Smiling parents holding young children at beach

Restoring vision lost to diabetic retinopathy

October 02, 2020 | Ernie Romo
Jennifer and Ernie Romo at UCI Health Gavin Herbert Eye Institute event

"My life is brighter and filled with more adventure, which I will continue to capture on canvas," says artist Ernie Romo, pictured with wife Jennifer at a UCI Health Gavin Herbert Eye Institute event.
Photo by Carlos Puma / UCI Health Advancement

When not at his job as a restaurant executive, Ernie Romo loves to paint — outdoors and in his studio.

That passion was almost taken from him in the fall of 2017 when the Mission Viejo man experienced a sudden loss of vision in his right eye due to type 1 diabetes.

Upon meeting retina specialist Dr. Mitul Mehta at the UCI Health Gavin Herbert Eye Institute (GHEI) for his vision loss, he knew he was in good and capable hands. Mehta diagnosed diabetic retinopathy — hemorrhaging of the blood vessels in the retina — and performed successful surgery.

With his vision restored, Romo and his wife, Jennifer, have become supporters of the 20/20 Society, a group that raises funds to support GHEI research.

Ernie Romo in his own words

What frightened me the most was not knowing the cause of my vision loss. I woke up on a Monday morning with black lines and a haze in my right eye.

I had this sinking desperation after wiping my eye and realizing it wasn’t going away. Fear and panic began to set in. My initial assumption was that I had wiped my eye with some type of solvent or pigment from my art supplies the night before.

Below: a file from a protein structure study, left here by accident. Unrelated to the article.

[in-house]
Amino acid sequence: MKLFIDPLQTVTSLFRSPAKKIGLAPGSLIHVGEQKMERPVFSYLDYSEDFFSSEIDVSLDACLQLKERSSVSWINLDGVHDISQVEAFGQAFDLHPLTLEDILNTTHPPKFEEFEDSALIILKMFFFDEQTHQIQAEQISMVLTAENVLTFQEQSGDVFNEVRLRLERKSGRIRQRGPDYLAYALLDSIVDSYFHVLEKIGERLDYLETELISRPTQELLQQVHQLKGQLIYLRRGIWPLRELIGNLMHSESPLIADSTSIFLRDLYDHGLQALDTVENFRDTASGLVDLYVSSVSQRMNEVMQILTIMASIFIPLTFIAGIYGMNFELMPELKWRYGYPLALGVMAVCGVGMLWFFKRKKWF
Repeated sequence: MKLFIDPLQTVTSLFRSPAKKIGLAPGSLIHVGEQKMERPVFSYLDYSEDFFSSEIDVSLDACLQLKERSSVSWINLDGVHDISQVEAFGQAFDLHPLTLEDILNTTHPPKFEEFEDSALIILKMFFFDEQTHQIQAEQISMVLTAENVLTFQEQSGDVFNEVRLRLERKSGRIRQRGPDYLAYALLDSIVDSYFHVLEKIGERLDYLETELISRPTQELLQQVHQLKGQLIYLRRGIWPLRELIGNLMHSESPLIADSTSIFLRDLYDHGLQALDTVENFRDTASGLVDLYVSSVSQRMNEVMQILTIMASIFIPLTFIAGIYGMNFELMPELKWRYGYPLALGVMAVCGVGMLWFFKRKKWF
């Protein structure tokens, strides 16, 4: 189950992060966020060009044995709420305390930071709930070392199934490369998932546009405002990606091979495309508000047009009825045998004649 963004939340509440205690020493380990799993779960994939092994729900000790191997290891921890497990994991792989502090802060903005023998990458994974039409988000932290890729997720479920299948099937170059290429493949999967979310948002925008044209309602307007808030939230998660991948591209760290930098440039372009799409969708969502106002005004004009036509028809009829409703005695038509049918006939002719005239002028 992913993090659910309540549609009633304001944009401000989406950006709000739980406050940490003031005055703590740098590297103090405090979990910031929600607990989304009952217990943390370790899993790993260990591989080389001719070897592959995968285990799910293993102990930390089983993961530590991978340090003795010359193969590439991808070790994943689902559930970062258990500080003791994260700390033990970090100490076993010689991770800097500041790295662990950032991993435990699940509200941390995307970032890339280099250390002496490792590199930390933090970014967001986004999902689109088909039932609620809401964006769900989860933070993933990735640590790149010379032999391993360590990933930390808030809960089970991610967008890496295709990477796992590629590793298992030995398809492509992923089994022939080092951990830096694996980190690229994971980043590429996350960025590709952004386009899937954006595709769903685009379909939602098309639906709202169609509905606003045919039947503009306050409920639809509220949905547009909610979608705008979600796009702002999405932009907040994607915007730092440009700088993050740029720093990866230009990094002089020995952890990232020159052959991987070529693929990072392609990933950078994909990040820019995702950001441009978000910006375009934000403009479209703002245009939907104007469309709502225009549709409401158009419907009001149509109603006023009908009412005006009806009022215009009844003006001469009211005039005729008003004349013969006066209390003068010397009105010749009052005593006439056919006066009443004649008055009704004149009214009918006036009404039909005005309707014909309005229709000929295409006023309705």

I remember standing in front of the mirror, being really hard on myself and praying that it would be OK.

Rushing to the eye doctor 

What followed was a rapid succession of appointments at the Gavin Herbert Eye Institute.

On Monday afternoon, images and scans were performed. Tuesday I met Dr. Mehta and received his official diagnosis of diabetic retinopathy. Wednesday was my pre-op where my first eye injection was administered. Thursday was surgery day. Friday was my post-op.

It was surreal when the bandage was peeled away. I realized I could see light and people in the room. Instead of foggy silhouettes, they were the faces of the people I love.

My vision before this trauma was 20/20 and now it is 20/15.

Calm and confident

Dr. Mehta embodies the calm, confident approachability I needed throughout this journey. He gave me a sense of security but not a false sense of hope.

I have received care across many areas at UCI Health — from primary care and endocrinology to thyroid treatment and now retinopathy surgery.

UCI has consistently treated me with warmth and kindness that transcends the incredible research and technologies that are at their disposal.

No longer a victim of diabetes

Before UCI, I felt like a victim of my diabetes. I’ve had my hope reinstated — because if I face any complications in the future, UCI is my healthcare home. My health over these past five years has improved beyond what I ever thought possible.

I live with a new sense of certainty. I am in control, and I can continue on this road of improvement one step at a time in the right direction. My family shares in this victory with me with their support and newfound hope.

My life is brighter and filled with more adventure, which I will continue to capture on canvas. My hope is that by sharing my story, I can be a support for other type 1 diabetics who may feel like victims.

I’d like to say to them: There is hope.


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